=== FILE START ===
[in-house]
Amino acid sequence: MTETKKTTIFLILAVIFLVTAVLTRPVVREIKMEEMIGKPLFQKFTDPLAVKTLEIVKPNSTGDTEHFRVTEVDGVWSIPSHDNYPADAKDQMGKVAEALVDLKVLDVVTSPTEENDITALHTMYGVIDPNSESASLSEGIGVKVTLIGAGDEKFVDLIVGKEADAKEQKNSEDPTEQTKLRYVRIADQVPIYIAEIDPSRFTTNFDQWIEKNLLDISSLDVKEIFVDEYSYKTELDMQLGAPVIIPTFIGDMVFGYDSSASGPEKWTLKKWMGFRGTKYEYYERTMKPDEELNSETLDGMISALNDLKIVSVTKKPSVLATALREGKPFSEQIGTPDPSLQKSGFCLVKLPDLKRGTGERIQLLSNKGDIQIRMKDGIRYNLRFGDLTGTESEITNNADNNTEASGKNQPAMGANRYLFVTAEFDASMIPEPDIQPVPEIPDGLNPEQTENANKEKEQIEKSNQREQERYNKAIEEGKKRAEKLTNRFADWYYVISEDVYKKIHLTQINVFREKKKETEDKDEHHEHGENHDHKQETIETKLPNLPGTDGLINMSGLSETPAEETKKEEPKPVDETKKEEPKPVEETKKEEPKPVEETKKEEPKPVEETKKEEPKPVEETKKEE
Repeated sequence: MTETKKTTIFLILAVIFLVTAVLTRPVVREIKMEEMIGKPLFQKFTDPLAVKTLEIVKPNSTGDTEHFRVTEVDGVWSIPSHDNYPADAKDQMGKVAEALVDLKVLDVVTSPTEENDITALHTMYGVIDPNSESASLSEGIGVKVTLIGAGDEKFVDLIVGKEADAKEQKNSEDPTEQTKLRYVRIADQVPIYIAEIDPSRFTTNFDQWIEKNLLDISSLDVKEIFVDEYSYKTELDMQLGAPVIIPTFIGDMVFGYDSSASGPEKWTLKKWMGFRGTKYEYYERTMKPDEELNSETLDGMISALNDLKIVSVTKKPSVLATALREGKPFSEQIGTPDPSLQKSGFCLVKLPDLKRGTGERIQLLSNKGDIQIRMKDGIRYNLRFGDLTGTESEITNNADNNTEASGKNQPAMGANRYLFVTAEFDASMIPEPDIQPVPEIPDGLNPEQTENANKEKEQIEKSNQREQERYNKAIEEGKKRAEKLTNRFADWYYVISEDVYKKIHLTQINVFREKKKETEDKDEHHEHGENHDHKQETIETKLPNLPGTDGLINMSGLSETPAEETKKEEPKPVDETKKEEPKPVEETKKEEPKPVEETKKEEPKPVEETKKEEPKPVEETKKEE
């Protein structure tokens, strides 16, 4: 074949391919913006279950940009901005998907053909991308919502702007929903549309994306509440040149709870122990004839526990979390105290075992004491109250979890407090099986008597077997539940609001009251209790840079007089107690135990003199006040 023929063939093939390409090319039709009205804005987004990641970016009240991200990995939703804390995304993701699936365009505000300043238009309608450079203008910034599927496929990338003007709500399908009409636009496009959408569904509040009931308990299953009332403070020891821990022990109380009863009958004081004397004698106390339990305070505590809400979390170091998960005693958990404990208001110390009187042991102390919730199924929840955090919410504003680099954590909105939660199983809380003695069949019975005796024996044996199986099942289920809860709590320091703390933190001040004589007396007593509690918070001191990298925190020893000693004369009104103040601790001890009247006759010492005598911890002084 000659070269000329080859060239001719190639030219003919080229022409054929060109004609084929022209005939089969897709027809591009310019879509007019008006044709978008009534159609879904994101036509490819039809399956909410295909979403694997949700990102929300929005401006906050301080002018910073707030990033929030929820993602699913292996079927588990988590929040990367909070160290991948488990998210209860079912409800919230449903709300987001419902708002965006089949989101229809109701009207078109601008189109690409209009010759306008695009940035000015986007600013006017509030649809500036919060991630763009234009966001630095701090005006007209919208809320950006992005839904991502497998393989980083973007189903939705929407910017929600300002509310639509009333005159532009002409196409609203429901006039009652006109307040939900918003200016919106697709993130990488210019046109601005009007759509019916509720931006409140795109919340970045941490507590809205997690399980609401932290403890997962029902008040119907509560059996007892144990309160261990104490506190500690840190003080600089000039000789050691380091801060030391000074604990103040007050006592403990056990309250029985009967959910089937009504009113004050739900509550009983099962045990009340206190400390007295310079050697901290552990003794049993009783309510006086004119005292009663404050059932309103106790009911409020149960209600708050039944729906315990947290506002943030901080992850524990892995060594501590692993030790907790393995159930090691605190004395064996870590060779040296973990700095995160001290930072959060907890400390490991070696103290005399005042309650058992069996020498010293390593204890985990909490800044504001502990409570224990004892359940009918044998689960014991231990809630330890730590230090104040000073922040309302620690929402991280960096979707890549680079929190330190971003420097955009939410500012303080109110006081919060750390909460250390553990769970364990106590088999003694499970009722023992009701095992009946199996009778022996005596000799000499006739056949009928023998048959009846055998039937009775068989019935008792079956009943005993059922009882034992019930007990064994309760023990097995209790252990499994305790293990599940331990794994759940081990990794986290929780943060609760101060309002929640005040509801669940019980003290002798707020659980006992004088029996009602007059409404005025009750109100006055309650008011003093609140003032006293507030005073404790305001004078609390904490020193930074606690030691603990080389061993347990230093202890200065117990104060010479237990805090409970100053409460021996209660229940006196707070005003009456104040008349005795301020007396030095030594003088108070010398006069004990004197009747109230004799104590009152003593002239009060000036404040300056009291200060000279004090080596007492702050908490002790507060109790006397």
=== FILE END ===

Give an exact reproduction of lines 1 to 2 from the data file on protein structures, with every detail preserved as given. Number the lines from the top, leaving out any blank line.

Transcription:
[in-house]
Amino acid sequence: MTETKKTTIFLILAVIFLVTAVLTRPVVREIKMEEMIGKPLFQKFTDPLAVKTLEIVKPNSTGDTEHFRVTEVDGVWSIPSHDNYPADAKDQMGKVAEALVDLKVLDVVTSPTEENDITALHTMYGVIDPNSESASLSEGIGVKVTLIGAGDEKFVDLIVGKEADAKEQKNSEDPTEQTKLRYVRIADQVPIYIAEIDPSRFTTNFDQWIEKNLLDISSLDVKEIFVDEYSYKTELDMQLGAPVIIPTFIGDMVFGYDSSASGPEKWTLKKWMGFRGTKYEYYERTMKPDEELNSETLDGMISALNDLKIVSVTKKPSVLATALREGKPFSEQIGTPDPSLQKSGFCLVKLPDLKRGTGERIQLLSNKGDIQIRMKDGIRYNLRFGDLTGTESEITNNADNNTEASGKNQPAMGANRYLFVTAEFDASMIPEPDIQPVPEIPDGLNPEQTENANKEKEQIEKSNQREQERYNKAIEEGKKRAEKLTNRFADWYYVISEDVYKKIHLTQINVFREKKKETEDKDEHHEHGENHDHKQETIETKLPNLPGTDGLINMSGLSETPAEETKKEEPKPVDETKKEEPKPVEETKKEEPKPVEETKKEEPKPVEETKKEEPKPVEETKKEE